We take a look at five golden rules if you are looking to win money betting on the nags.

1 – Be selective.

Selectiveness, being willing to pass on betting opportunities and having the patience to wait for the ‘right bet’ is the most fundamental attribute between a gambler that makes money betting on horse racing and an amateur.

Even on the slowest of racing days, three or four meetings are staged across the United Kingdom, and plenty more globally. Having an investment in a large number of races each day is the fastest way to the poor house, and that’s nailed on.

Punters that bet race to race are customers that bookmakers are keen to keep for a lifetime, while the clients that specialise in certain areas of racing are shown the virtual door sharpish.

The reason being, if you’re betting race by race, even if you have a run of good results and have a fortunate couple of days in which the results go your way, you’re guaranteed to lose money long-term, as there isn’t a single gambler that bets on every race and makes a profit long-term.

‘Jack of all trades, master of none’ doesn’t pay when betting on racing, you need to find what you’re best at, and stick to it, whether it’s races over a certain distance such as sprint handicaps or spotting future stars in bumpers, maiden and novice events. Unless you’re betting solely for enjoyment, in which case, crack on and have a great time, but if you want to make profit long-term from betting on horse racing, you must be selective.

Selectiveness is not the only key to making money betting on racing – Willingness to pass on betting opportunities is vital. We can all fancy a horse in every race, but passing on the ones you half-fancy and only backing the runners you are supremely confident in, gives you the best chance of making money.

2 – Control your emotions and never place a bet that makes you nervous.

If you’re feeling very anxious and nervous about a bet you’ve placed, one of two things has happened. You have either bet more than you can afford to lose, or you haven’t been as selective as you ought to be, as if you had, you’d be confident and excited rather than nervous.

Emotions are as suited to betting as a dodgy jumper is to a novice chase. Extreme highs and lows lead to the stereotypical pitfalls of a bad gambler, in which you allow your emotions to decide your bets. This often leads to chasing losses and another visit to the aforementioned poor house.

Remember, just because you want a horse to win a particular race, doesn’t mean they will. You almost have to be cold-hearted and detached to be able to analyse a race from all sides. Leave your emotions at the door when opting to back a horse or not, and similarly after the race, win or lose.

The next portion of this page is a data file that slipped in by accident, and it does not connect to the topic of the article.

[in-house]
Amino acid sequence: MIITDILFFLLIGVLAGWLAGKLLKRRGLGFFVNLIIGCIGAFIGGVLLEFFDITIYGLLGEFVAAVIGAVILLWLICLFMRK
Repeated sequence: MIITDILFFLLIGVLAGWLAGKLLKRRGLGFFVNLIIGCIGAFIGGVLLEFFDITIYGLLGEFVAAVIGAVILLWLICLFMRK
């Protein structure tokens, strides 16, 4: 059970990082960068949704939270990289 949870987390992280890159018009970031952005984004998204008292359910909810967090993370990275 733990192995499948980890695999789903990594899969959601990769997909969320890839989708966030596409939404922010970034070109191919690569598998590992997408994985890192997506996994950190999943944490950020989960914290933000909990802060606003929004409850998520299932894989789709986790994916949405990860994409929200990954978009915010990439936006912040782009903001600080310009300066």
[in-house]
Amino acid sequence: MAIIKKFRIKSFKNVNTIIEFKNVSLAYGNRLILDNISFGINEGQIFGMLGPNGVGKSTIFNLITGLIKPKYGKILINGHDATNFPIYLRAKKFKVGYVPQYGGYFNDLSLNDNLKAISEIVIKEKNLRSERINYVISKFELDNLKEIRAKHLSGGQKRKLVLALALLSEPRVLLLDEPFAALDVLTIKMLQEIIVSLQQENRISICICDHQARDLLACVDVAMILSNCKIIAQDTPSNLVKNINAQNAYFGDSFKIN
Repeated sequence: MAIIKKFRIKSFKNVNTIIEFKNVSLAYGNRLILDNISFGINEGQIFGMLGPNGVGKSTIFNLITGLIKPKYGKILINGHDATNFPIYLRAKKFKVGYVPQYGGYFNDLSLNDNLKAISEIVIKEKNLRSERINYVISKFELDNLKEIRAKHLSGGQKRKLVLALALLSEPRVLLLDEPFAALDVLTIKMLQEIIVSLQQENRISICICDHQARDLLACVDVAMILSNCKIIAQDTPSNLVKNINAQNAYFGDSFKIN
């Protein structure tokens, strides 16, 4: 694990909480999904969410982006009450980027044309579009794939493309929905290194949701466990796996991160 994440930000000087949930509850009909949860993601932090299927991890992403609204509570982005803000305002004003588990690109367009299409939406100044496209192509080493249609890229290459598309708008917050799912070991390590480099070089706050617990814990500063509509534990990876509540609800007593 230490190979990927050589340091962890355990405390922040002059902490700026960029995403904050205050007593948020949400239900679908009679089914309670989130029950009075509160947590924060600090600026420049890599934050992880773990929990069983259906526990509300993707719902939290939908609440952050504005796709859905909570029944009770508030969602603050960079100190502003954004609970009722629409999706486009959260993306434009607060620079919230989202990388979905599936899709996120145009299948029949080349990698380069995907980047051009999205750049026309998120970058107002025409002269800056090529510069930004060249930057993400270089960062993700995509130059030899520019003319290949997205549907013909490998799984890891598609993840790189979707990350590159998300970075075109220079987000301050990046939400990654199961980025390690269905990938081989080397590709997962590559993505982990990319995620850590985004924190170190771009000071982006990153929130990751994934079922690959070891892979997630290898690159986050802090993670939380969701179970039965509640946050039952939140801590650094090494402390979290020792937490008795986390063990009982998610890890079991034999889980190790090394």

3 – Trust your own judgement.

This is a simple one, but as important as any – Trust your own judgement. There’s nothing worse than letting yourself be talked out of backing a horse you fancied and then watching it win.

We’ve all heard the phrase “opinions are like assholes. Everybody’s got one and everyone thinks everyone else’s stinks.”. Stick to your own judgment on a race, after all, it’s your own money you’re risking.  Especially at a meeting like the Cheltenham Festival when everybody has a tip.

4 – Keep records of your bets.

Keeping detailed records of all your bets placed is beneficial in many ways. The most obvious benefit is knowing whether or not you are winning or losing money long-term.

Records also allow you to analyse your bets, to be able to identify your strengths and weaknesses. Perhaps you are great at picking out winners of low grade handicaps over five-furlongs, and awful at selecting winners of long distance races. Records will give you this information, in which you can adjust your betting accordingly to reduce losses and boost your profits.

Keeping records is easily done using spreadsheets. Data to keep include:

  • Type of race (distance, course, going, class etc)
  • Type of horse (gender, age, breeding, trainer, jockey, etc)
  • Type of bet (win, each-way, lay, amount)
  • Outcome (win-lose, profit-loss, in-running odds).

5 – Understand market moves.

Understanding and reading a pre-race market is a useful tool to have in your artillery against the bookmakers.

Just because a horse shortens from 10/1 to 5/1 doesn’t mean it’s ‘mad fancied by connections’ and ‘heavily punted’ as you may be led to believe by racing pundits and so-called experts on racing channels.

There is always a reason behind a horse shortening in the market, knowing the reason with a high degree of confidence will allow you to understand the significance of the move.

A horse may shorten in the market after being tipped by a well followed tipster, such as Pricewise of the racing post, or Hugh Taylor of At The Races. Such moves aren’t as significant as they are based on one person’s opinion on the race, and bookmakers will quickly shorten these selections in anticipation of money, rather than bets actually placed.

A runner might be ‘backed’ based on the outcome of another non-related race. For example, if a trainer has won the first two races on a card, it doesn’t mean their 33/1 no-hoper in the third race will suddenly sprout wings and win the race, despite shortening in the market.

Spotting when a move for a horse is ‘genuine’ can help you to identify winners. After all, a weight of money behind a runner can indicate whether or not it is fancied from the people ‘in the know’ (owners, trainers, stable staff, etc). Track horses linked to connections/yards that seemingly like a gamble and have a good record of collecting when the money is down.

This however shouldn’t be the sole reason behind backing a horse.